Is it just me, or is this an unusual spot for an icicle to form? Just one huge “dagger” of an icicle hanging from these power lines in Belleville? I’ve certainly seen ice on power lines before, but usually it looks like this or like any of these. If you look at the power lines in my photos below, they seem to be clear of ice other than in the one spot here where it formed. And I don’t know about you, but if I owned the car below left, I don’t think I’d leave it underneath this icicle – that’s a pretty heavy ice dagger that will eventually drop!
In trying to understand how this one icicle could form, I did a little research. Perhaps there was originally snow sitting on these wires, and when the sun melted the snow, the water flowed down the slope of the wire and began to drip at this one point. The water dripping eventually encountered cold air and formed a pendent drop suspended from the wire. The air is below freezing, so the suspended drip starts to freeze. For an icicle to form and grow, there must be a constant layer of water flowing over it, forming a thin fluid layer of water around the icicle.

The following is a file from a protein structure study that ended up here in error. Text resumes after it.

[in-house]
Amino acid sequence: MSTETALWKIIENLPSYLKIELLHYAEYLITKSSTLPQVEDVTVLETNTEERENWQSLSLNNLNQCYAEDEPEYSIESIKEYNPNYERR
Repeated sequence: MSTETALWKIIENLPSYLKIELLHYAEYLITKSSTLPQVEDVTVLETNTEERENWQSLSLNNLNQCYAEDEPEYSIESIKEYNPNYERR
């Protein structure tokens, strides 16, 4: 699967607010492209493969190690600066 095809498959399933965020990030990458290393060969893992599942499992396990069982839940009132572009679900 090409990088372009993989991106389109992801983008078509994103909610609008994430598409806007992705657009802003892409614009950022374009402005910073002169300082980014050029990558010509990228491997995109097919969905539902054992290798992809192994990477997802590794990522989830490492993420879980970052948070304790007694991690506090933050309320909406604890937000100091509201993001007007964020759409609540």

But if the water was flowing (in small drops?) along these very narrow power lines, what might make it stop and freeze in this one central spot? The lines look like they were relatively tight and not sagging until the weight of this icicle was formed. And why do none of the other wires in these pictures have ice?
Just in case you have any interest in reading further about how ice forms on power lines, here’s an article that goes into the differences of ice on transmission lines vs. ice on distribution lines and the concepts of “galloping” lines. It says “transmission lines are designed to handle 1 1/4 inches of ice,” with no mention of how this is handling 40 inches of ice!